late Old English cancer "spreading ulcer, cancerous tumor," from Latin cancer "malignant tumor," literally "crab" (see cancer, which is its doublet). The form was influenced in Middle English by Old North French cancre "canker, sore, abscess" (Old French chancre, Modern French chancre).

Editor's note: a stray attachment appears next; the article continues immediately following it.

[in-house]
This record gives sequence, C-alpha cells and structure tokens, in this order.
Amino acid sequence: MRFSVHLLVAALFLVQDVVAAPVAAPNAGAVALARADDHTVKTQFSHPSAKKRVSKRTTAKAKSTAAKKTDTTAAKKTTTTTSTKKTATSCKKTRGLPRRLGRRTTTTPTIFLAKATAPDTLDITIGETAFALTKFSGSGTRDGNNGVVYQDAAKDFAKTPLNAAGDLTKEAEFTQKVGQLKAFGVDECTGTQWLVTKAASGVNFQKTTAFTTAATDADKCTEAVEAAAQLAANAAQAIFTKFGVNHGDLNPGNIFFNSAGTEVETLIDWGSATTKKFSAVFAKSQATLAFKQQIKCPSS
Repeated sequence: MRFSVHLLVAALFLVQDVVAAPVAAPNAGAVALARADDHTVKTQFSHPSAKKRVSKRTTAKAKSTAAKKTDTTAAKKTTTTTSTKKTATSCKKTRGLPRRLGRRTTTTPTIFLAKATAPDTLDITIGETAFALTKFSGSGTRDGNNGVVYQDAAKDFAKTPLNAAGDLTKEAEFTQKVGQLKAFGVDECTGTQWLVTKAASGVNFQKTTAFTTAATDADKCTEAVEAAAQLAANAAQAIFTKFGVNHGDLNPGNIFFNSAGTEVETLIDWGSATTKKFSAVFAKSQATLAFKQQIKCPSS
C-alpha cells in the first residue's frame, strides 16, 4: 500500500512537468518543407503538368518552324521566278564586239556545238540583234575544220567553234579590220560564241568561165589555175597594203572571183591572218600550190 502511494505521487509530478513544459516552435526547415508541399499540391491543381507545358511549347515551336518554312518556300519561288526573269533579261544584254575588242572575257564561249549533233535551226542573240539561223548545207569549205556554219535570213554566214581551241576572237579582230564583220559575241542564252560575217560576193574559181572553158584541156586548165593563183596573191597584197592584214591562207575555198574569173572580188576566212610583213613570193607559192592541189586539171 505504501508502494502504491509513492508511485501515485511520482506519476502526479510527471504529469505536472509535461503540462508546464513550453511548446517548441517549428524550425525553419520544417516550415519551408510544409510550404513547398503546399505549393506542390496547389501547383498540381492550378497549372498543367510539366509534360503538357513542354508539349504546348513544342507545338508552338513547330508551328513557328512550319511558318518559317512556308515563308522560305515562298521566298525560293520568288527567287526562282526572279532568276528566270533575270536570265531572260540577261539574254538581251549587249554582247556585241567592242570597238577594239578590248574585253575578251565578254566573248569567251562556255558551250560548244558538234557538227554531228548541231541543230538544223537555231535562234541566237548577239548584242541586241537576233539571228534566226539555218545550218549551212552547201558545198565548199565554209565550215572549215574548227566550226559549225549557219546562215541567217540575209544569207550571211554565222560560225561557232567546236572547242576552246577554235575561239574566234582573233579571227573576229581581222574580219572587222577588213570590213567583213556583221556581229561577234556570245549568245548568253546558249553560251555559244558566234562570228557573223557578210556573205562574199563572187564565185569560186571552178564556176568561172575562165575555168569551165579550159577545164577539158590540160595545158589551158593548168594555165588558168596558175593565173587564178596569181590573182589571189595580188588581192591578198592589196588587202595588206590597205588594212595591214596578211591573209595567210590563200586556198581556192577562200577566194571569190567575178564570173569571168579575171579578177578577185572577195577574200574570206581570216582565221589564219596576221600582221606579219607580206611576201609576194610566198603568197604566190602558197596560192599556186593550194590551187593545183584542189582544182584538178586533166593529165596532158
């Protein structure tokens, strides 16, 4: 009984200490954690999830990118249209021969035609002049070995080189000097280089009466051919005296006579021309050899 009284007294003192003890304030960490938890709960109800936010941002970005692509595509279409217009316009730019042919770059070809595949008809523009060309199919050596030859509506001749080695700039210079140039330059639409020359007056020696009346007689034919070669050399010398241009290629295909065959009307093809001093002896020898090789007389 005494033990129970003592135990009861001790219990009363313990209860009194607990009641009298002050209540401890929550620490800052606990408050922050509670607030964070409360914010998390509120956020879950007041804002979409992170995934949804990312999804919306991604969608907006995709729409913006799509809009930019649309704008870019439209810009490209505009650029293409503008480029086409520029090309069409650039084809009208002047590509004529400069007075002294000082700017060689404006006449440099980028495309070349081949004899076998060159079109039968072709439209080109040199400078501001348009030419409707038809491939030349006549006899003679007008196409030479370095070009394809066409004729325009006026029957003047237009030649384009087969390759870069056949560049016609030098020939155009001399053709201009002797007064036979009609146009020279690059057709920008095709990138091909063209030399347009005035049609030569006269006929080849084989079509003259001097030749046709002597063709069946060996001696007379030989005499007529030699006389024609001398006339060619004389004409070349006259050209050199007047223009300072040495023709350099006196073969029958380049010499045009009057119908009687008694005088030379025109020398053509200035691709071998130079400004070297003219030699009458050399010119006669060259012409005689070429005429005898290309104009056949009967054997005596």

The word was the common one for "cancer" until c. 1700, but since the reintroduction of cancer in a more scientific sense it has tended to be restricted to gangrenous sores of the mouth. Also used since 15c. of caterpillars and insect larvae that eat plant buds and leaves. As a verb, "to corrode, corrupt," from late 14c. Related: Cankered; cankerous.
updated on September 26, 2017